By Karen Sims
USAG Antiterrorism Officer
In light of recent events around the country, this issues focus is on Active Shooter incidents and how to respond during an event.
An Active Shooter is an individual actively engaged in killing or attempting to kill people in a confined and populated area; in most cases, active shooters use firearms(s) and there is no pattern or method to their selection of victims.
Active shooter situations are unpredictable and evolve quickly.Typically, the immediate deployment of law enforcement is required to stop the shooting and mitigate harm to victims.
Because active shooter situations are often over within 10 to 15 minutes, before law enforcement arrives on the scene, individuals must be prepared both mentally and physically to deal with an active shooter situation.
When an active shooter is in your vicinity:
Have an escape route and plan in mind. Leave your belongings behind and keep your hands visible.
2. HIDE OUT.
Hide in an area out of the shooter's view. Block entry to your hiding place and lock the doors.
Silence your cell phone or pager.
3. TAKE ACTION.
Take action as a last resort and only when you life is in imminent danger. Attempt to incapacitate the shooter. Act with physical aggression and throw items at the active shooter.
4. CALL 911 WHEN IT IS SAFE TO DO SO.
When Law Enforcement arrives, remain calm and follow instructions. Put down any items in your hands (e.g. bags or jackets). Raise hands, spread fingers and keep your hands visible at all times. Avoid quick movements toward officers such as holding on to them for safety. Avoid pointing, screaming or yelling. Do not stop to ask officers for help or directions when evacuating.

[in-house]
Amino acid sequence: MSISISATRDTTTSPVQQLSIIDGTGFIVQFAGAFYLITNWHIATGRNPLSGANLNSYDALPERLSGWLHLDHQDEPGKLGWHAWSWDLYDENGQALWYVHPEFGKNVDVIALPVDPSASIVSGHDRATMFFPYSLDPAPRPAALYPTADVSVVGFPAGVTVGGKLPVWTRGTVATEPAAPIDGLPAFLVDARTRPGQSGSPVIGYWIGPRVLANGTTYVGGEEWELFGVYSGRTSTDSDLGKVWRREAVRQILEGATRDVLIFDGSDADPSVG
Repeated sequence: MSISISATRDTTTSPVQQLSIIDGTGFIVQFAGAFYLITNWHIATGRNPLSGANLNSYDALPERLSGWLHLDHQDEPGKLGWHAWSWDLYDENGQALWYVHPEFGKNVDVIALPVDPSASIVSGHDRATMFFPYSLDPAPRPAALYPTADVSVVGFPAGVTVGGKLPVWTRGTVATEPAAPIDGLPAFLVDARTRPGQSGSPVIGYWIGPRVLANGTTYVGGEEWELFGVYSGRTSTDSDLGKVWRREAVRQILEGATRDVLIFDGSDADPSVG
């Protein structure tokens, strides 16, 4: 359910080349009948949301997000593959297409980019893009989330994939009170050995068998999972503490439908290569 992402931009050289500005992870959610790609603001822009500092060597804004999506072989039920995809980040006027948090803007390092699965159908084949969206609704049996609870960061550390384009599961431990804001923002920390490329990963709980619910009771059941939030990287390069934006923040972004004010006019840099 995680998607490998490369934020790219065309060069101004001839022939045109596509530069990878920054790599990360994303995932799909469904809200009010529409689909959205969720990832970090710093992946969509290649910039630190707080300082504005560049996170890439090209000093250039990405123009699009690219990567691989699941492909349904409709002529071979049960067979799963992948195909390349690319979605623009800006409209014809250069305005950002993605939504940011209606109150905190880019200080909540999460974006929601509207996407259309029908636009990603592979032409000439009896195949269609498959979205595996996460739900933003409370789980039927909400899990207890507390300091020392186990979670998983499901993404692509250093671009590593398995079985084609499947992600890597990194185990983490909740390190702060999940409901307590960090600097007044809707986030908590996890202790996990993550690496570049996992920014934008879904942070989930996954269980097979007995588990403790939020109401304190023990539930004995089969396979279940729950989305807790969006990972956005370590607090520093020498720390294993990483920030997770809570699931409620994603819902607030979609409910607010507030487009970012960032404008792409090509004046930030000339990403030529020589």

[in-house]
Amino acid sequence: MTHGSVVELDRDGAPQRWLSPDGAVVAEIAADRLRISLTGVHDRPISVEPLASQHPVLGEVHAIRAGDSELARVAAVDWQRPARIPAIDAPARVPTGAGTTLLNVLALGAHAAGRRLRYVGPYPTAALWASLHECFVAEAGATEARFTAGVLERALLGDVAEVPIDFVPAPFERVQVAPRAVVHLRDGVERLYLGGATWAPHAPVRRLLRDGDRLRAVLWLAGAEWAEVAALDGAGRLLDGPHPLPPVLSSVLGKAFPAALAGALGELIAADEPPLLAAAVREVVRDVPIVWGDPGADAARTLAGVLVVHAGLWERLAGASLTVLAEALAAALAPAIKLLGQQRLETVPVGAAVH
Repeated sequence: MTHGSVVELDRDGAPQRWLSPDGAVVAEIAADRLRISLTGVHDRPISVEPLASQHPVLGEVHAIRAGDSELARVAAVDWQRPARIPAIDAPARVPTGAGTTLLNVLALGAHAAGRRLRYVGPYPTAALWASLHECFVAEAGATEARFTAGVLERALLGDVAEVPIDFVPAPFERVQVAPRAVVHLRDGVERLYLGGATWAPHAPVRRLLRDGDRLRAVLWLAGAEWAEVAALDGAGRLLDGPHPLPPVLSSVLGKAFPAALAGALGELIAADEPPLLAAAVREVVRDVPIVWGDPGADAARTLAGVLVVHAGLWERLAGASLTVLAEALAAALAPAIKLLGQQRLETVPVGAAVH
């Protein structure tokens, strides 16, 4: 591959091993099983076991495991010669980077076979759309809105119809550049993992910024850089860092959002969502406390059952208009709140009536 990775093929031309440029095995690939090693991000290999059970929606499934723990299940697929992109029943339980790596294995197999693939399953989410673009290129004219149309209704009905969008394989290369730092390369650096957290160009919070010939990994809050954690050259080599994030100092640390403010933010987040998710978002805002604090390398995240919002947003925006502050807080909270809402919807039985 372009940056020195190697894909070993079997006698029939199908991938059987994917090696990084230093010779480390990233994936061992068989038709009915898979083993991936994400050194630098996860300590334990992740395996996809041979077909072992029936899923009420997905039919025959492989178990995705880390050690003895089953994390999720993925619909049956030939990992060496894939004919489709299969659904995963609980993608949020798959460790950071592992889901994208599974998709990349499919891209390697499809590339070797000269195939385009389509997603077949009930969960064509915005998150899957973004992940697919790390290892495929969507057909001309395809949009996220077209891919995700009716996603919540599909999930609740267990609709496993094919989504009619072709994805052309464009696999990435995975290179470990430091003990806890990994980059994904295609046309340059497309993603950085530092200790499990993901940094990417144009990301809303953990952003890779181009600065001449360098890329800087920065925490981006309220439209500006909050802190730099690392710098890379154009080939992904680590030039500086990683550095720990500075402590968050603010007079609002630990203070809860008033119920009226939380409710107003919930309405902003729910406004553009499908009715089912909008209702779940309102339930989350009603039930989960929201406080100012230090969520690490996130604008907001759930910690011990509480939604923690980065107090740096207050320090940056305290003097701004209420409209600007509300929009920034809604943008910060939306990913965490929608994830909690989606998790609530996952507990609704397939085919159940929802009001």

You should provide the following information to Law Enforcement or 911 operators:
* Location of the active shooter
* Number of shooters, if more than one
* Physical description of shooter/s
* Number and type of weapons held by the shooter/s
* Number of potential victims at the location
An active shooter may be a current or former employee.
Alert your chain of command if you believe an employee exhibits potentially violent behavior.
Indicators of potentially violent behavior may include one or more of the following:
* Increased use of alcohol and/or illegal drugs
* Unexplained increase in absenteeism, and/or vague physical complaints
* Increased severe mood swings, and noticeably unstable or emotional responses
* Increasing talks of problems at home
* Increase in unsolicited comments about violence, firearms and other dangerous weapons and violent crimes
The Antiterrorism Level 1 training contains a section on active shooter.
The training, which is an annual requirement, can be found at: https://atlevel1.dtic.mil/at/
If you would like a copy of the Department of Homeland Security's Active Shooter - How to Respond manual contact the Antiterrorism Office at (301) 619-3446, or email USAGANTITERRORISM@AMEDD.ARMY.MIL.